…and out of this lock with only a conversation as a delay
Our conversation with the éclusier was mainly him explaining that a hotel boat was coming in the opposite direction, but not to worry as we would get through the next lock first and could then wait for it to pass us at a point where it was a bit wider.

It’s good that they tell us when large boats are coming so that we can be extra vigilant.  As it turned out the next lock was set against us and we could see the hotel boat going in, so we made fast to the bank to wait for them to come up the lock and get past us.  Of course, the pound started dropping as the lock was filled for them and we ended up at a fair angle as we got stuck on the bottom.

The hotel boat had a full English crew and they were most apologetic about us getting caught but we said it didn’t matter especially as we weren’t in a hurry.  With a fair amount of reversing and poling we were soon free and heading for the lock ourselves.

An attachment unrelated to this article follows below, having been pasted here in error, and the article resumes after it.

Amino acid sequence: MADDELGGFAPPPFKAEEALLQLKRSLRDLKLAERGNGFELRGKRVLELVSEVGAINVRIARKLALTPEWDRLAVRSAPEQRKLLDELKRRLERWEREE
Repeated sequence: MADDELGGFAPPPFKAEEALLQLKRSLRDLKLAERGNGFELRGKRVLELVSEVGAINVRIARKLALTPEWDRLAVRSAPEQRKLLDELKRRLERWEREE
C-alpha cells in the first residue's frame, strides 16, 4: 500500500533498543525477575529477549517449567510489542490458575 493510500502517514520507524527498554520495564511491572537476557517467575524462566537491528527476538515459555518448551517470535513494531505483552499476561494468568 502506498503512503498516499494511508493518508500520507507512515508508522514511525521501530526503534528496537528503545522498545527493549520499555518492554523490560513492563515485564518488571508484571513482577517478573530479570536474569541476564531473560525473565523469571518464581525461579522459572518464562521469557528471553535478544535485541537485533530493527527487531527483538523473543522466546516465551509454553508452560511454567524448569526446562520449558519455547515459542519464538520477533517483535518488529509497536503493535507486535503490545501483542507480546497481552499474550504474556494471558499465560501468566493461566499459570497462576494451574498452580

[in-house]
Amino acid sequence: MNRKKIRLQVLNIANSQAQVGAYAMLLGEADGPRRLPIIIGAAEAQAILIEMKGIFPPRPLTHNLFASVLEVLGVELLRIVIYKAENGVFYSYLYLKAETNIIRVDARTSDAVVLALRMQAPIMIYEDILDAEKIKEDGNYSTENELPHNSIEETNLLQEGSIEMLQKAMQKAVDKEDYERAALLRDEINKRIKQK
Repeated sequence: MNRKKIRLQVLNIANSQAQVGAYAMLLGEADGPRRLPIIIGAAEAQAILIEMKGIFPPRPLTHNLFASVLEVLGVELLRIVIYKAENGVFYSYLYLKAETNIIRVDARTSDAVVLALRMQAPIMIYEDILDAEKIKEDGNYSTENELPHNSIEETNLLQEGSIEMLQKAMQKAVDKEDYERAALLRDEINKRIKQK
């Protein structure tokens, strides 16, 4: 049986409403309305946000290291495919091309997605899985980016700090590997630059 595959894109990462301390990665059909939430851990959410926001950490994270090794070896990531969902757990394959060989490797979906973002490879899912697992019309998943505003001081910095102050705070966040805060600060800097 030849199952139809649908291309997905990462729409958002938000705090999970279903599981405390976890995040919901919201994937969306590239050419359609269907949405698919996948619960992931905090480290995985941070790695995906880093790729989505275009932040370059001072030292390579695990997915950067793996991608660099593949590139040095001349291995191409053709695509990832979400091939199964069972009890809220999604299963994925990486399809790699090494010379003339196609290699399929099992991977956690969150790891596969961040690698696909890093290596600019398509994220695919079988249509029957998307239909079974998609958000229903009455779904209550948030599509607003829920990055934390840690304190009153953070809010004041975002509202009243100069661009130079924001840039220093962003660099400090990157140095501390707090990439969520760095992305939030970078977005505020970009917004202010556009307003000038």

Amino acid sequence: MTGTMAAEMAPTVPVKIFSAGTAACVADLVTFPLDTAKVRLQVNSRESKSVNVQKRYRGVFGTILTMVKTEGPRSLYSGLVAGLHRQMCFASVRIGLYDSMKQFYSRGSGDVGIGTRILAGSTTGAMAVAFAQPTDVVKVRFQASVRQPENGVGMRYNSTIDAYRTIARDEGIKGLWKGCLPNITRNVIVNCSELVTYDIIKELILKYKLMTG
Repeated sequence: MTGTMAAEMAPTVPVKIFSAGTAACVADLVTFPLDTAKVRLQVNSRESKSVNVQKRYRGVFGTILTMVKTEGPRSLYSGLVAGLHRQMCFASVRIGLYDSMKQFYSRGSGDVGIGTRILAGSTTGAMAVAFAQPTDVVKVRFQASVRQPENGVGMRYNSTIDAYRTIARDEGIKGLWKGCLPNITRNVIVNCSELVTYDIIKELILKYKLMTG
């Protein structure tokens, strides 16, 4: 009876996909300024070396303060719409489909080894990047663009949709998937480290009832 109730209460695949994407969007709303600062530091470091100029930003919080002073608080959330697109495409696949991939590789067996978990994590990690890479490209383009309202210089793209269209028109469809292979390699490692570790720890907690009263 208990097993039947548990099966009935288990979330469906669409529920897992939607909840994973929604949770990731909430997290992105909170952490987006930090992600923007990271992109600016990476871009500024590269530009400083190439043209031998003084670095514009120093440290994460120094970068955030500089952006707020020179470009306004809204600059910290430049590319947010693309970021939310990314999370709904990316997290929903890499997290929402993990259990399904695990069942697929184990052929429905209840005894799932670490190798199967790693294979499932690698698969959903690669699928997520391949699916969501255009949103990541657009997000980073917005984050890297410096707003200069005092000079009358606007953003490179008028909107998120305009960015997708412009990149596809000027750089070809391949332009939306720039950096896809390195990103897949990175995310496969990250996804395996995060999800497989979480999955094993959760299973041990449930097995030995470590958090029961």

We told Buddy to stay on the boat when we went into the lock as we could see several dogs running around the lock cottage and lockside.  To our surprise, when we arrived at the lock, they weren’t dogs, but goats, so it was just as well we told him to stay where he was otherwise it could have been pandemonium.

An éclusiere took over for the last two locks and she had obviously got hot as her mum turned up with a bottle of water for her.  Although we offer our éclusiers coffee, we haven’t thought about offering water.  We took a while to find somewhere to moor for the night as the sides were so shallow, but we eventually found somewhere that even had some shade even if it was four feet from the bank.

Moored for Thursday night outside Percey